The story is a real slow burn in many ways. One thing Moore does in this one is intersperse the comic form with a lot of text, and, frankly, this doesn't work so much for me as I would have preferred all one way or all the other. The way the tale jumps back and forth between comic and prose is too jarring (and the prose is not simply like you'd expect in book form, either) to really be resonant. The art, however, continues to be second-to-none, and Burrows in particular has a style that I really associate with Lovecraftian comics for better or for worse, now.

Overall, I don't see this drawing in new readers to the Mythos or to Moore's Lovecraftian stuff period, just because of how strange and nonstandard it is. For someone who is a major fan of both, however, this felt like a bit of a misstep in comparison while still being one of the most engaging reads in this area I've had in some time. Really, your enjoyment of this will depend on your tolerance for the weird (and The Weird) as well as the format Moore opted to run with here.

View all my reviews

Review: Vermilion

Vermilion Vermilion by Molly Tanzer
My rating: 2 of 5 stars

If I have any real issues with some modern fantasy these days, it's that there's a certain level of try-hard-edness that's permeated some of the less mainstream stuff. In a rush to make a book that is Different and Edgy and perhaps meets up with some of the current societal trends, you end up with books that have great concepts and disappointing execution. This brings us to Vermilion.

Vermilion is sort of a fantasy-western-steampunk hybrid in a sense, but doesn't really delve too much into either area while our heroine, Lou, heads on a rescue mission of sorts. There's not a lot of trust for the work she does at home, but a lot of strange encounters on her way as well.

This ultimately just didn't connect for me. Sometimes a book will focus on the main character and it will work, but other times it will feel a little more forced than it needs to, and that's where I sat with Vermilion. By trying to get me to care so much about Lou, it almost felt like the rest of the story went by the wayside, and it just ended up not being the type of worldbuilding I was looking for.

Some might like this, especially if the modern shift in fantasy/science fiction excites you. For me, though, this didn't do it.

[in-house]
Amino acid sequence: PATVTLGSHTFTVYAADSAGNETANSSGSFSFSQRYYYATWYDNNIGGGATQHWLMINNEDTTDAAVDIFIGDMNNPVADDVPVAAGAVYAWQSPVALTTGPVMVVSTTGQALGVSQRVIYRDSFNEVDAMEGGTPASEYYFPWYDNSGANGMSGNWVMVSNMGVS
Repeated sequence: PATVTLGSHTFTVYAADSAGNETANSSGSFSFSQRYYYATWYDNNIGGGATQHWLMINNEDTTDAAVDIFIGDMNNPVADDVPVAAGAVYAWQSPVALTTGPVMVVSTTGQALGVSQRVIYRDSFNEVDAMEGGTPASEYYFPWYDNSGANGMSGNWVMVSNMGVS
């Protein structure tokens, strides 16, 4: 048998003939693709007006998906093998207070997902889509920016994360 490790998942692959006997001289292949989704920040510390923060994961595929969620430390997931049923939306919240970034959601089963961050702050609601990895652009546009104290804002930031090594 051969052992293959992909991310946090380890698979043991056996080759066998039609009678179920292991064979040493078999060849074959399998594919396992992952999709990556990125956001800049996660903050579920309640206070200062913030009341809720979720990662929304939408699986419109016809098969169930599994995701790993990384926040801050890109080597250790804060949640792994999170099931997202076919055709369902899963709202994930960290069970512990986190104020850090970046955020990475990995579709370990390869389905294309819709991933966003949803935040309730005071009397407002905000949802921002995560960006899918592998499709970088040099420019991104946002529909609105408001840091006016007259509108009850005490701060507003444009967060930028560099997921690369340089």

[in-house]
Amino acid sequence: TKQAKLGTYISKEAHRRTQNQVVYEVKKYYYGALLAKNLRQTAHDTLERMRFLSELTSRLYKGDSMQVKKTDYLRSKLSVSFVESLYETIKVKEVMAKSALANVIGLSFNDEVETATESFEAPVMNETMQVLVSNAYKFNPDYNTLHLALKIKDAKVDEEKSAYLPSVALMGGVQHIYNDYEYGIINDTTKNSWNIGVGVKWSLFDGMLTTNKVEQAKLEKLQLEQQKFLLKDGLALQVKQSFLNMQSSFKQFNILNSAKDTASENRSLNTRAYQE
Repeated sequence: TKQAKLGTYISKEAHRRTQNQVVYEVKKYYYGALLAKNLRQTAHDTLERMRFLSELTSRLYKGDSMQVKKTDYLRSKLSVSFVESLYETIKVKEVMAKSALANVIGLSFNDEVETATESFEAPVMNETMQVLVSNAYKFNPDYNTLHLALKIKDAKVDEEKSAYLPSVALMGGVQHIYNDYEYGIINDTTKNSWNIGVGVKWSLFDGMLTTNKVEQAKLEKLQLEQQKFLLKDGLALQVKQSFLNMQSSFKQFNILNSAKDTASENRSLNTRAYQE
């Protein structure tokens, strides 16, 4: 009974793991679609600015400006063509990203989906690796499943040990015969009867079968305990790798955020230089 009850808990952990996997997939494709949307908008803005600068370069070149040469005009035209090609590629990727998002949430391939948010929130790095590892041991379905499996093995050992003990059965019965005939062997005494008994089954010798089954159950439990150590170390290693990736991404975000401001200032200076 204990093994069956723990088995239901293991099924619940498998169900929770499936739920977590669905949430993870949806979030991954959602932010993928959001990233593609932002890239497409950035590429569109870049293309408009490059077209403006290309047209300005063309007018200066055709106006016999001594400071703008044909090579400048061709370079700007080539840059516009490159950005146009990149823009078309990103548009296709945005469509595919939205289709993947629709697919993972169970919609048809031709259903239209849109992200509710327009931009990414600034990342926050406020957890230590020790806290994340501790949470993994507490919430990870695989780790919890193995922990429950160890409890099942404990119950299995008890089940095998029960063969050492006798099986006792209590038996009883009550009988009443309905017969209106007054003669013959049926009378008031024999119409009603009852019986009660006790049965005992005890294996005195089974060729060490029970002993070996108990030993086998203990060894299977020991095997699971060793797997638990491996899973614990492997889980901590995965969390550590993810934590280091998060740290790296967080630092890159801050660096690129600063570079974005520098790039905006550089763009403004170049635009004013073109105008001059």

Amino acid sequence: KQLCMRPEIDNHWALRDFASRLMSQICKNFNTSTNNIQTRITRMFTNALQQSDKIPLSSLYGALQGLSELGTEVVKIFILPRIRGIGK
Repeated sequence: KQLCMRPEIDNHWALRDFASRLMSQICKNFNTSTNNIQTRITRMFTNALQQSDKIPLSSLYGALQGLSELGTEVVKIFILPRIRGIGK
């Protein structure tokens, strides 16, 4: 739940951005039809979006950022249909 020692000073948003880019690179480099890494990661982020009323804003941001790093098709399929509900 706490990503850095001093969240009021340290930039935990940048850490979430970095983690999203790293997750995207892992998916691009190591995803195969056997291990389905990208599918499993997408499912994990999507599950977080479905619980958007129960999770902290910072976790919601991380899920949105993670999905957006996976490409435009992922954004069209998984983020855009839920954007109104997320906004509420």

View all my reviews

Review: The Portable Veblen

The Portable Veblen The Portable Veblen by Elizabeth Mckenzie
My rating: 3 of 5 stars

I'm trying to figure out what it was about The Portable Veblen that didn't work for me. A well-written piece of contemporary fiction about a woman with a few quirks and a curious squirrel navigating through pre-marriage life, it's just a little off-center from the genre that it exists in, and yet it just didn't 100% connect for me.

Maybe it was the way it felt like it moved from scene to scene in a less organic way? Maybe it was the way Veblen was portrayed and how I couldn't figure out if she was meant to be what she was or if it was an attempt to subvert any specific trope. I can't place it, but I think a lot of people would find a lot to like about this one even if I didn't.

View all my reviews

27 May 2016

Review: Six Impossible Things

Six Impossible Things Six Impossible Things by Fiona Wood
My rating: 3 of 5 stars

YA contemporary titles try so hard to stay relevant and fresh that sometimes books like this come out that feel more like they're trying too hard as opposed to being truly essential to the current experience. While this book is a few years old and is Australian, the subject matter of a kid with a gay parent who is also being bullied using similar sexual-orientation-charged language who also has a crush is so well-worn and done so often that a book really needs to clear a pretty high bar, and Six Impossible Things, while readable and entertaining enough, doesn't meet that high standard.

This may be a book that resonates with a very specific teen, but it's more subject-oriented toward boys with a marketing appeal that seems specific to girls, which means those who might get something significant out of the story will miss out entirely.

Overall, just an unfortunate miss. Skip this one unless this sort of genre is your thing or you know a kid who would gain a lot from a story like this.

View all my reviews

Review: The Silent History

The Silent History The Silent History by Eli Horowitz
My rating: 4 of 5 stars

While The Silent History is proof that sometimes the medium matters, put aside on its own merits, it's a solid science fiction tale. I just wish I had followed it as it was released in a more serial form.

The book takes place over many decades, with children being born basically silent and wordless. We see some things from the perspective of parents, teachers, politicians, and scientists as the situation is understood and dealt with.